Boxkite aren’t exactly breaking the mould on this record but fans of hardcore punk will still be treated to one of the most perfectly crafted punk EPs this year. What Boxkite do so well is temper their nasty, crushing riffs and snotty yelling with passages where they let the bass guitar ring out. Cycles and Red Skies are great examples of this; the bass is often used to drench the song in a nice bit of gloomy atmosphere before the band unleashes another ball-busting riff. It’s a simple trick that keeps the record diverse and makes the aggression even more impactful.
What really impresses is the wonderful clarity. No single element of the sound is lost in this mix; the guitar sound is more like traditional punk rather than the HM-2 hardcore that’s become so popular nowadays. The bass cuts through the action with a wonderfully dirty twang, the drums smack you straight in the chest with each snare and bass drum hit and despite the lairy, yelled nature of the vocals, you can actually understand the lyrics.
Boxkite have burst out the gates with a hardcore debut that doesn’t mess about. This is 6 tracks of solid, bouncy yet strangely forlorn punk that leaves a serious mark. Anyone looking for the next great UK hardcore band might want to seriously consider grabbing Boxkite’s debut EP while it’s hot; you won’t regret it.
Boxkite’s debut self-titled EP is out now and available to download direct for the band or buy on red or black vinyl through Tangled Talk Records or Boslevan Records.
Let’s Talk Daggers deal in a special blend of heaviness we like to call weirdcore. Hopefully it’ll catch on. It’s not quite post hardcore, not quite mathcore, not quite indie rock; it’s a bit of them all. Weirdcore. It’s also ridiculously exciting to listen to and after a long 2 year gap between mini-album Fantastic Contraption back in the March of 2013, it’s still as fresh and unpredictable as ever on Let’s Talk Daggers’ debut album A Beautiful Life.
If you’re not familiar with the band’s musical stylings then allow me to explain what the structure of a single Let’s Talk Daggers song is like: there is no structure. The band throws as many riffs, hooks and melodies they can at a single song and manage to piece it together in a way that actually manages to work. Think The Blood Brothers, At the Drive-In and Battle for Paris all blended into the craziest guitar super-group you can imagine and you’ll have an idea as to the chaos contained within A Beautiful Life.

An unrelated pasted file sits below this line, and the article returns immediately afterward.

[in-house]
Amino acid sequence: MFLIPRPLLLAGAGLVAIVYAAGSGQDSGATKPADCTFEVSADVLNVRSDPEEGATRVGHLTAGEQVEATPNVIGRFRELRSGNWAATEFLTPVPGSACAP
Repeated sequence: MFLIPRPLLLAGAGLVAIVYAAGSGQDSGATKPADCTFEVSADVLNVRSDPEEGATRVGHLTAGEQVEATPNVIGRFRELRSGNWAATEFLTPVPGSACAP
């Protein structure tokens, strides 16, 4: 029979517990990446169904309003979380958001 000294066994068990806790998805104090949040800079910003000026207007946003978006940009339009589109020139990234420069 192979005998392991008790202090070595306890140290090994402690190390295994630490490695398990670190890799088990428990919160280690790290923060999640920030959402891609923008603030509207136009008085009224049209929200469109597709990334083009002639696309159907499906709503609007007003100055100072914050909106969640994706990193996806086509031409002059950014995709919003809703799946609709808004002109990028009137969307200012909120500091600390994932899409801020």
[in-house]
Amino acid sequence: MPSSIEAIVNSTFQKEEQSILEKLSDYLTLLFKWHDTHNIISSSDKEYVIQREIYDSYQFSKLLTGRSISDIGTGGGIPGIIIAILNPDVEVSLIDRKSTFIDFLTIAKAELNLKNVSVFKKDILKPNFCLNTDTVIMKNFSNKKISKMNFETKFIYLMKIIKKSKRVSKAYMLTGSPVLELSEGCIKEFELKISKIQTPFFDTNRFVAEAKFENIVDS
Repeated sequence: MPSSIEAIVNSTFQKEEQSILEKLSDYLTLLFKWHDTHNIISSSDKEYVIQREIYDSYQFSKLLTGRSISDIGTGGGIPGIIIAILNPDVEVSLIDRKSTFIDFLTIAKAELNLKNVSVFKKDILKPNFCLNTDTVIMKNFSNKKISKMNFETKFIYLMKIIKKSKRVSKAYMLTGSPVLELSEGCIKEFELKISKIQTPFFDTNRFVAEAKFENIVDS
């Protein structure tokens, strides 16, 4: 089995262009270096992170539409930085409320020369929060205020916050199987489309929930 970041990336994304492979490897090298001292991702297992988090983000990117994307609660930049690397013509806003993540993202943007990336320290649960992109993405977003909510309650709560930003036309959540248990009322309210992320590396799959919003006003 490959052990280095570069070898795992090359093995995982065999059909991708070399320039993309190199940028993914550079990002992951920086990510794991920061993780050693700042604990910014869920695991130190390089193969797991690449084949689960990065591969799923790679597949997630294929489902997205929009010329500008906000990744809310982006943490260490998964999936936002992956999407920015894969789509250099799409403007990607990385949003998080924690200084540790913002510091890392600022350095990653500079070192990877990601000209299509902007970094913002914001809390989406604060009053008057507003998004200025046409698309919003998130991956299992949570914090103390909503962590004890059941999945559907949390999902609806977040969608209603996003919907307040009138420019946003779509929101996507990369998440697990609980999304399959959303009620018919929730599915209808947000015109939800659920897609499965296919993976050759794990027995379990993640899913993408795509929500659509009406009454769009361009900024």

As if the music couldn’t get even more erratic, there’s even a brass element that comes into play on songs like I Love You Dad, But I’m Mental and 3D Rug that adds yet another layer of complexity to the proceedings. A Beautiful Life is an album that is unforgiving in its density and if you’re new to the band then you might find the first listen to be a bit overwhelming. However, repeated listens reveal a band at the very top of their game and the sheer amount of memorable riffs on offer is a testament to Let’s Talk Daggers excellent song-writing.
As the album progresses, the band also manages to blend their noisier more erratic moments with a more laid back, indie rock vibe. Songs like the title track and Clutchendials have a wonderful quiet/loud dynamic to them that shows yet another layer of complexity to the music but without the impervious onslaught of technicality that comes with songs like Carvery Vibes.
Regardless, Let’s Talk Daggers have made one of the most electric rock albums of the year. If you can appreciate guitar music that doesn’t sacrifice technicality for song-writing then Let’s Talk Daggers have delivered a record that does just that and even more. A Beautiful Life is an absolute tidal wave of riffs, tempo changes and yelping and despite the madness of its contents, Let’s Talk Daggers have brought it all together into one cohesive yet exhausting piece.
Let’s Talk Daggers’ A Beautiful Life is out now on digital download direct from the band or limited edition yellow vinyl from Tangled Talk Records.